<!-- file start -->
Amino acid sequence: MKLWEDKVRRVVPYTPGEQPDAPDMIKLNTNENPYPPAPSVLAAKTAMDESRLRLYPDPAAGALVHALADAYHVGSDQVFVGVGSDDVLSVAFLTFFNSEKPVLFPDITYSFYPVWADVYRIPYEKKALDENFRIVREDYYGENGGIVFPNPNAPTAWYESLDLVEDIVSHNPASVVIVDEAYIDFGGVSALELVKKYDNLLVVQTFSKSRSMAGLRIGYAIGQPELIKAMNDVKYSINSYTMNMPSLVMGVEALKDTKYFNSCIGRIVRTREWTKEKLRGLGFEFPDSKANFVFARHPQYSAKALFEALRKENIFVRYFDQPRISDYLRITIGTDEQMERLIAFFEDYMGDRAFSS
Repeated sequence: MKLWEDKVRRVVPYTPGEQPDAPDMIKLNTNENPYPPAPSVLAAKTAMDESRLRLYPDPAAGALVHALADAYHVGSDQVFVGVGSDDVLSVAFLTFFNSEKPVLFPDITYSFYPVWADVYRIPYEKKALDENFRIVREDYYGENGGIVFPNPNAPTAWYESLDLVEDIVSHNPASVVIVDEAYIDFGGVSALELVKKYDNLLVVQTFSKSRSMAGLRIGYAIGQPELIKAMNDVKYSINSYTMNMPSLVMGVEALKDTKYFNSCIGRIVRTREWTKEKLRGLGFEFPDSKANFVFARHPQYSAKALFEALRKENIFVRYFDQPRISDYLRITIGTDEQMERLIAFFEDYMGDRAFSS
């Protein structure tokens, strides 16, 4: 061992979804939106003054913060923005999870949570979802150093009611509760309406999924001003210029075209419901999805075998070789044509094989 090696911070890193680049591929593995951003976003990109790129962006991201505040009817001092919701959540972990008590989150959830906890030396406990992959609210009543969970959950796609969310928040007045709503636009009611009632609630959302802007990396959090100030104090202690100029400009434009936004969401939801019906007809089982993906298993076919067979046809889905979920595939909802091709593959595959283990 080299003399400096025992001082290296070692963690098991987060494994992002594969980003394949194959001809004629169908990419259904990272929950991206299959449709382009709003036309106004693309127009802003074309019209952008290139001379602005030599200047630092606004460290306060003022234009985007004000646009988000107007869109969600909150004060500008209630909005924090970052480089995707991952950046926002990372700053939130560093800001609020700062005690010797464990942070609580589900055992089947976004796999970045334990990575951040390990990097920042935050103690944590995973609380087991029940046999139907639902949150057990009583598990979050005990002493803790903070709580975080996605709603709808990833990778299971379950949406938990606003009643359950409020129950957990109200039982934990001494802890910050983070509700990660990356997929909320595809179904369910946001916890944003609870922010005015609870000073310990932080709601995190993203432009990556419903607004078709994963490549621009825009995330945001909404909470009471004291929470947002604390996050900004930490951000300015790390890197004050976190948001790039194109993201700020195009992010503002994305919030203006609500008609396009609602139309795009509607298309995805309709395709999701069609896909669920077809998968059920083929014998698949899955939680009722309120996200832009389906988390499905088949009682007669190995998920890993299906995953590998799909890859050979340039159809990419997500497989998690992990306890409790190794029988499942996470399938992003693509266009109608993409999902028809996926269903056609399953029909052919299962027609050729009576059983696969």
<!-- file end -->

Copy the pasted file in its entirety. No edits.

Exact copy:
Amino acid sequence: MKLWEDKVRRVVPYTPGEQPDAPDMIKLNTNENPYPPAPSVLAAKTAMDESRLRLYPDPAAGALVHALADAYHVGSDQVFVGVGSDDVLSVAFLTFFNSEKPVLFPDITYSFYPVWADVYRIPYEKKALDENFRIVREDYYGENGGIVFPNPNAPTAWYESLDLVEDIVSHNPASVVIVDEAYIDFGGVSALELVKKYDNLLVVQTFSKSRSMAGLRIGYAIGQPELIKAMNDVKYSINSYTMNMPSLVMGVEALKDTKYFNSCIGRIVRTREWTKEKLRGLGFEFPDSKANFVFARHPQYSAKALFEALRKENIFVRYFDQPRISDYLRITIGTDEQMERLIAFFEDYMGDRAFSS
Repeated sequence: MKLWEDKVRRVVPYTPGEQPDAPDMIKLNTNENPYPPAPSVLAAKTAMDESRLRLYPDPAAGALVHALADAYHVGSDQVFVGVGSDDVLSVAFLTFFNSEKPVLFPDITYSFYPVWADVYRIPYEKKALDENFRIVREDYYGENGGIVFPNPNAPTAWYESLDLVEDIVSHNPASVVIVDEAYIDFGGVSALELVKKYDNLLVVQTFSKSRSMAGLRIGYAIGQPELIKAMNDVKYSINSYTMNMPSLVMGVEALKDTKYFNSCIGRIVRTREWTKEKLRGLGFEFPDSKANFVFARHPQYSAKALFEALRKENIFVRYFDQPRISDYLRITIGTDEQMERLIAFFEDYMGDRAFSS
């Protein structure tokens, strides 16, 4: 061992979804939106003054913060923005999870949570979802150093009611509760309406999924001003210029075209419901999805075998070789044509094989 090696911070890193680049591929593995951003976003990109790129962006991201505040009817001092919701959540972990008590989150959830906890030396406990992959609210009543969970959950796609969310928040007045709503636009009611009632609630959302802007990396959090100030104090202690100029400009434009936004969401939801019906007809089982993906298993076919067979046809889905979920595939909802091709593959595959283990 080299003399400096025992001082290296070692963690098991987060494994992002594969980003394949194959001809004629169908990419259904990272929950991206299959449709382009709003036309106004693309127009802003074309019209952008290139001379602005030599200047630092606004460290306060003022234009985007004000646009988000107007869109969600909150004060500008209630909005924090970052480089995707991952950046926002990372700053939130560093800001609020700062005690010797464990942070609580589900055992089947976004796999970045334990990575951040390990990097920042935050103690944590995973609380087991029940046999139907639902949150057990009583598990979050005990002493803790903070709580975080996605709603709808990833990778299971379950949406938990606003009643359950409020129950957990109200039982934990001494802890910050983070509700990660990356997929909320595809179904369910946001916890944003609870922010005015609870000073310990932080709601995190993203432009990556419903607004078709994963490549621009825009995330945001909404909470009471004291929470947002604390996050900004930490951000300015790390890197004050976190948001790039194109993201700020195009992010503002994305919030203006609500008609396009609602139309795009509607298309995805309709395709999701069609896909669920077809998968059920083929014998698949899955939680009722309120996200832009389906988390499905088949009682007669190995998920890993299906995953590998799909890859050979340039159809990419997500497989998690992990306890409790190794029988499942996470399938992003693509266009109608993409999902028809996926269903056609399953029909052919299962027609050729009576059983696969």